Tsarevich Dimitri

Tsarevich Dimitri

Tsarevich Demetrius, or Tsarevich Dimitri, or Dmitriy Ivanovich, also known as Dmitry of Uglich and Dmitry of Moscow, (Дмитрий Иванович, Дмитрий Угличский, Дмитрий Московский in Russian) (October 19, 1582May 15, 1591) was a Russian tsarevich, son of Ivan the Terrible and Maria Nagaya.


After the death of Ivan IV, Dmitry's older brother - Feodor I - ascended to power. However, the actual ruler of the Russian state was Feodor's brother-in-law, a boyar Boris Godunov, who had had a claim on the Russian throne. According to a later widespread version, Godunov wanted to get rid of Dmitry, who could have succeeded the throne in light of Feodor's childlessness. In 1584, Godunov sent Dmitry, his mother and her brothers into exile to the Tsarevich's appanage city of Uglich. On May 15, 1591, Dmitry died from a stab wound, under mysterious circumstances.


Russian chroniclers and later historians offered two possible scenarios of what have happened to Dmitry:

  • Dmitry was killed by the order of Boris Godunov; the assassins made it look like an accident (this version was supported by the prominent 19th century historians Nikolai Karamzin, Sergei Soloviev, Vasily Klyuchevsky and others). The critics of this version point out that Dmitry was Ivan's son from his fifth (or seventh) marriage, and thus illegitimate by the canon law (a maximum of three marriages are allowed in the Russian Orthodox Church). This would make any claim of Dmitry's for the throne dubious at best.
  • Dmitry stabbed himself in the throat during an epileptic seizure, while playing with a knife (this version was supported by historians Mikhail Pogodin, Sergei Platonov, V. K. Klein, Ruslan Skrynnikov and others). The detractors of this scenario assert that, since during an epileptic seizure the palms are wide open, the self-infliction of a fatal wound becomes highly unlikely. However, the official investigation, done at that time, asserted that the Tsarevich's seizure came while he was playing a version of darts game with a knife (v tychku) and thus holding the knife by the blade, turned toward himself. With the knife in that position, the version of self-inflicted wound on the neck while falling forward during seizure appears more likely.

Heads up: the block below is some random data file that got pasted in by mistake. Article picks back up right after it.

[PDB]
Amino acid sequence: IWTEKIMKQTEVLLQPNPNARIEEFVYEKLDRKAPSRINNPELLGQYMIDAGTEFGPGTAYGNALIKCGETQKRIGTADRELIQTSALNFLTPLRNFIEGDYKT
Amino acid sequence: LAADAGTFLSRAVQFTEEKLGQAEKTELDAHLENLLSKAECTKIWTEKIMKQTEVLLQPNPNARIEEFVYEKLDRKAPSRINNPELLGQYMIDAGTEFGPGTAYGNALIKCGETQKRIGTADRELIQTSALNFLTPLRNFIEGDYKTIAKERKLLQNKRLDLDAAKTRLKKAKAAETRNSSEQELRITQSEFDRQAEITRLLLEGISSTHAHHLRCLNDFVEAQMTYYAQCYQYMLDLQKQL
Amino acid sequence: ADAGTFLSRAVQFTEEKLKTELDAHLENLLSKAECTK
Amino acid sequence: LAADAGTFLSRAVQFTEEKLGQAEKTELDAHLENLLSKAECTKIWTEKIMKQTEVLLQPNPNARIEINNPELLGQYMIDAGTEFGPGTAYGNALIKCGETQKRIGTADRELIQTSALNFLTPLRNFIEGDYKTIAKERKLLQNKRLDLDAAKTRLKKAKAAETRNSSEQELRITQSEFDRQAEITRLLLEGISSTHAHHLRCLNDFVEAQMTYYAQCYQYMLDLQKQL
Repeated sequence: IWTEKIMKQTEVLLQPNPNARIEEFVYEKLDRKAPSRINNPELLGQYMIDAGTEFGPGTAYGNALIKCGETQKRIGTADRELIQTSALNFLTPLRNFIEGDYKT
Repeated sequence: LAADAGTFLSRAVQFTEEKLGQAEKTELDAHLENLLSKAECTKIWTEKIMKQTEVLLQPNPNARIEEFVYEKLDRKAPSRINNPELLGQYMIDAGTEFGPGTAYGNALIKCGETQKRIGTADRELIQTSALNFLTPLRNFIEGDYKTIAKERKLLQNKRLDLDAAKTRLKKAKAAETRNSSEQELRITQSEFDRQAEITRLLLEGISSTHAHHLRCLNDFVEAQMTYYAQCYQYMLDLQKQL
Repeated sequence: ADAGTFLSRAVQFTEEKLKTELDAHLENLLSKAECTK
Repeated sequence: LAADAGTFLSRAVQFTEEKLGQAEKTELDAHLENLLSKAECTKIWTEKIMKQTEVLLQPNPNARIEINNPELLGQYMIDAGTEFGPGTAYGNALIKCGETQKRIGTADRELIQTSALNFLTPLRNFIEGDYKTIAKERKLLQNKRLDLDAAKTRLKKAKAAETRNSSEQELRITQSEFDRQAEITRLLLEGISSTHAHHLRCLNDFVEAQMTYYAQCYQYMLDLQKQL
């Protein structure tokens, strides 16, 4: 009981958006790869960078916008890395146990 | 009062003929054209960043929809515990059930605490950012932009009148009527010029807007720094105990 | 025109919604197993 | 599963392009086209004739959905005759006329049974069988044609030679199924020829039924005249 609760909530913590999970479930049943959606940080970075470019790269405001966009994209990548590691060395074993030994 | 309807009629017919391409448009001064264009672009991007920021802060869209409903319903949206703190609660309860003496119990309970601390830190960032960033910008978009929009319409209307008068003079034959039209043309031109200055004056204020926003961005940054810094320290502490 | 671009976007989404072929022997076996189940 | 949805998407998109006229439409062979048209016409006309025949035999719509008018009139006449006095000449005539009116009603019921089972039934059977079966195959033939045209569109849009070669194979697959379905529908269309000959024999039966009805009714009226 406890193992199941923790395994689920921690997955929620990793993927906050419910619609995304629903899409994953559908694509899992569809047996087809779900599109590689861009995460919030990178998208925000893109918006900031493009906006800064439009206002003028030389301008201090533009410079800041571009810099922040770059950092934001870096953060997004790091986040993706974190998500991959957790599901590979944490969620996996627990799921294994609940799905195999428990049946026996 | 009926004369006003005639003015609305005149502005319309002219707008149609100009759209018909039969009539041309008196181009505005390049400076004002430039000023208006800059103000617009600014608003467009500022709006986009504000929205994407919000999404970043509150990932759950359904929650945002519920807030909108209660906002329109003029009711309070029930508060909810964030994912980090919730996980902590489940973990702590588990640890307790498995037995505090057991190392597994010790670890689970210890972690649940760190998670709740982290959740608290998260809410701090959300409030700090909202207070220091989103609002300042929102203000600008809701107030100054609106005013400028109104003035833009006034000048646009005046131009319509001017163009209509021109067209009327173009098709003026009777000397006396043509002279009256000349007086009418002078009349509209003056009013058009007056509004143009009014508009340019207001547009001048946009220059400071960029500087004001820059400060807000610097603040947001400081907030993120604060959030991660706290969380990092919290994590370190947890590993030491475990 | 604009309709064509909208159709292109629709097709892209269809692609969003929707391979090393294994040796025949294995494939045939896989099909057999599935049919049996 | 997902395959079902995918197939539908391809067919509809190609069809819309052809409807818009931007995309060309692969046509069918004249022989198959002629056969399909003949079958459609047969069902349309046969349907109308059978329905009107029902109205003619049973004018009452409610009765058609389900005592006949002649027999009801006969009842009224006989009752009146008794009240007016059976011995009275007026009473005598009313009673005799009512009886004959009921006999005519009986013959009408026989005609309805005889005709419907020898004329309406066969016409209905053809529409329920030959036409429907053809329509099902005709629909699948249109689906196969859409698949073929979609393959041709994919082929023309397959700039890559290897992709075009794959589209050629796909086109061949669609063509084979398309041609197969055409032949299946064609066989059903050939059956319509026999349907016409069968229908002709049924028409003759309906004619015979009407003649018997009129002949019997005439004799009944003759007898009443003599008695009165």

There is also a third version of Dmitry's fate, which found support with some earlier historians Konstantin Bestuzhev-Ryumin, Ivan Belyaev and others. They considered it possible that Godunov's people had tried to assassinate Dmitry, but killed somebody else instead and he managed to escape. This scenario explains the appearance of impostors, sponsored by the Polish nobility (see False Dmitry I, False Dmitry II, False Dmitry III). Most modern Russian historians, however, consider the version of Dmitry's survival improbable, since it is hardly possible that the boy's appearance was unknown to his assassins. Also, it is well-known that many Polish nobles who supported False Dmitry I did not believe his story themselves.

The death of the Tsarevich roused a violent riot in Uglich, instigated by the loud claims of Dmitry's mother Maria Nagaya and her brother Mikhail that Dmitry was murdered. Hearing this, enraged citizens lynched fifteen Dmitry's would-be "assassins", including the local representative of the Moscow government (dyak) and one of Dmitry's playmates. The subsequent official investigation, led by Vasily Shuisky, after a thorough examination of witnesses, concluded the Tsarevich had died from a self-inflicted stab wound to the throat. Following the official investigation, Maria Nagaya was forcibly tonsured as a nun and exiled to a remote convent.

However, when the political circumstances changed, Shuisky retracted his earlier claim of accidental death and asserted that Dmitry was murdered on Godunov's orders. On June 3, 1606, Dmitry's remains were transferred from Uglich to Moscow and his cult soon developed. In the calendar of the Russian Orthodox Church, he is venerated as a "Saint Pious Tsarevitch", with feast days of October 19, May 15 and June 3. In the 20th century, the majority of Russian and Soviet historians have given more credit to the conclusions of the first official investigation report under Shuisky, which ruled Dmitry's death to be an accident.

Cultural references

The story of murder is presumed in Aleksandr Pushkin's play Boris Godunov, made into an opera by Modest Mussorgsky.

See also


  • Sergey Platonov. Очерки по истории смуты в Московском государстве XVI-XVII вв. Moscow, 1937.
  • Ruslan Skrynnikov. Лихолетье. Москва в XVI-XVII веках. Moscow, 1988.

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